You can see improvement with each release in Jones’ catalog. His songwriting is notably better, his guitar work continues to develop, and his vocals are better as well. The best thing about his guitar work is that you know he could go off and just wail away at times, but he shows remarkable taste and restraint, understanding that the song is what it’s about and it’s where you place the notes, not how many.

Highlights abound this time around, including the scathing “Born Operator,” which leads with a Magic Sam guitar riff and takes on corporate greed à la Bernie Madoff, “Off The Market,” which also addresses financial issues, “Right On Time,” a soulful urban blues, “Make A Move,” which feels like a old Robert Cray track, and “Mean Streak,” a sparse and moody number with Jones and drummer Jeff Asselin. Don’t miss the really cool cover of Bryan Adams’ “Cuts Like A Knife,” which is transformed from power pop to a funky shuffle.

The numbers with Musselwhite include “Kissin’ In Memphis,” Brownie McGhee and Sonny Terry’s “Burnt Child,” and Jimmy Reed’s “I Don’t Go For That,” and the harmonica wizard provides effective support. Sumlin’s contributions include the previously mentioned “Born Operator,” “Howlin’ With Hubert,” a head-cutting instrumental, and “Games.”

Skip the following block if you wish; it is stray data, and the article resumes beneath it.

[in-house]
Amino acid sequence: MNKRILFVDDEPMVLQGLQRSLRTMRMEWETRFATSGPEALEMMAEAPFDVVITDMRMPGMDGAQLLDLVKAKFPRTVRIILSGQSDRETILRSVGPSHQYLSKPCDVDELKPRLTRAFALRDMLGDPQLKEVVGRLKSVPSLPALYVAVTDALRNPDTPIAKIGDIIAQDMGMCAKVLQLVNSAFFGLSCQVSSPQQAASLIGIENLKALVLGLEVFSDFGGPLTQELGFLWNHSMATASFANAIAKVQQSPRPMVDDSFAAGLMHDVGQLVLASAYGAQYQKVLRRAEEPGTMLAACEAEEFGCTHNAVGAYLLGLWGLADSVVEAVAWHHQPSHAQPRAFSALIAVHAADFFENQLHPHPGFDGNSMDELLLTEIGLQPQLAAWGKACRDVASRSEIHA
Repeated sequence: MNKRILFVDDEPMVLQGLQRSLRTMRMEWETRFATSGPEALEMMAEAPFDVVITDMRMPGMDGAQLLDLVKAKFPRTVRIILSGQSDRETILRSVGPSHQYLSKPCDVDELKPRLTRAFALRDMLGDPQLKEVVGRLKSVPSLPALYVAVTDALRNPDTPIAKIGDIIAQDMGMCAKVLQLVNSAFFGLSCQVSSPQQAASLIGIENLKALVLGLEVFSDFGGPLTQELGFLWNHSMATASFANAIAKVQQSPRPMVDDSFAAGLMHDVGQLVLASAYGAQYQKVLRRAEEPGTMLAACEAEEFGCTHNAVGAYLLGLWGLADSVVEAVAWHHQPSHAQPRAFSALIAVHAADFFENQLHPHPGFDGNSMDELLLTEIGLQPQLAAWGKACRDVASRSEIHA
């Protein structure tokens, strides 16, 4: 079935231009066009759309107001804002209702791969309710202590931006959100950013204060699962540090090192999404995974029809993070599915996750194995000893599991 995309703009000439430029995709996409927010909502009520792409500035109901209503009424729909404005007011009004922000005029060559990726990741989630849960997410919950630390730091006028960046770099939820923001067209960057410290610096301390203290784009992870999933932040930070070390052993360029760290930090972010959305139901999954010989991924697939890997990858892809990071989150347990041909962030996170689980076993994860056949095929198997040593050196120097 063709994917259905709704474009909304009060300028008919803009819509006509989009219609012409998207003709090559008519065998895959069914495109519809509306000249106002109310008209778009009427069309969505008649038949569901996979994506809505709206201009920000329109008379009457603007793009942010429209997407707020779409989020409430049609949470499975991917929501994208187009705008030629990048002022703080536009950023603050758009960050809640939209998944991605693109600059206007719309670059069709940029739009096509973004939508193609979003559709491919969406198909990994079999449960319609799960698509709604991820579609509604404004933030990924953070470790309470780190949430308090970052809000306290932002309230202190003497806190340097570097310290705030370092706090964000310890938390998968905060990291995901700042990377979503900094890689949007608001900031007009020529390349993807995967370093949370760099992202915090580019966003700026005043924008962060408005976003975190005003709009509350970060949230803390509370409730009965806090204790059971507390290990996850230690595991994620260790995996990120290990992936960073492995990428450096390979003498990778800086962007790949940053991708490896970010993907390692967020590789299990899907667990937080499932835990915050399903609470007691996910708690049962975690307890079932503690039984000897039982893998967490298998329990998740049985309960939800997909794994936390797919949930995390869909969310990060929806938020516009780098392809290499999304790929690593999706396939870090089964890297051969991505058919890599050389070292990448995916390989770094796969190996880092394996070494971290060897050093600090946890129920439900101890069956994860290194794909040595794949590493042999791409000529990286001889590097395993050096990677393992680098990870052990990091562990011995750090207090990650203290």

JW-Jones continues to impress with each release. Though he’s still a young guy, he already has an impressive body of work under his belt and should only get better as time goes by. Midnight Memphis Sun is his best release yet.

--- Graham Clarke

Oli BrownOli Brown started playing guitar at age 13 in 2002. By the time he was 15, he was playing in America with the band, Blinddog Smokin’, opening for Taj Mahal and Buddy Guy. After several summers touring the U.S. with the band, they encouraged the youngster to start his own band and in 2007, he did just that. He signed with Ruf Records in 2008 and has just released his second album for the German label, Heads I Win Tails You Lose.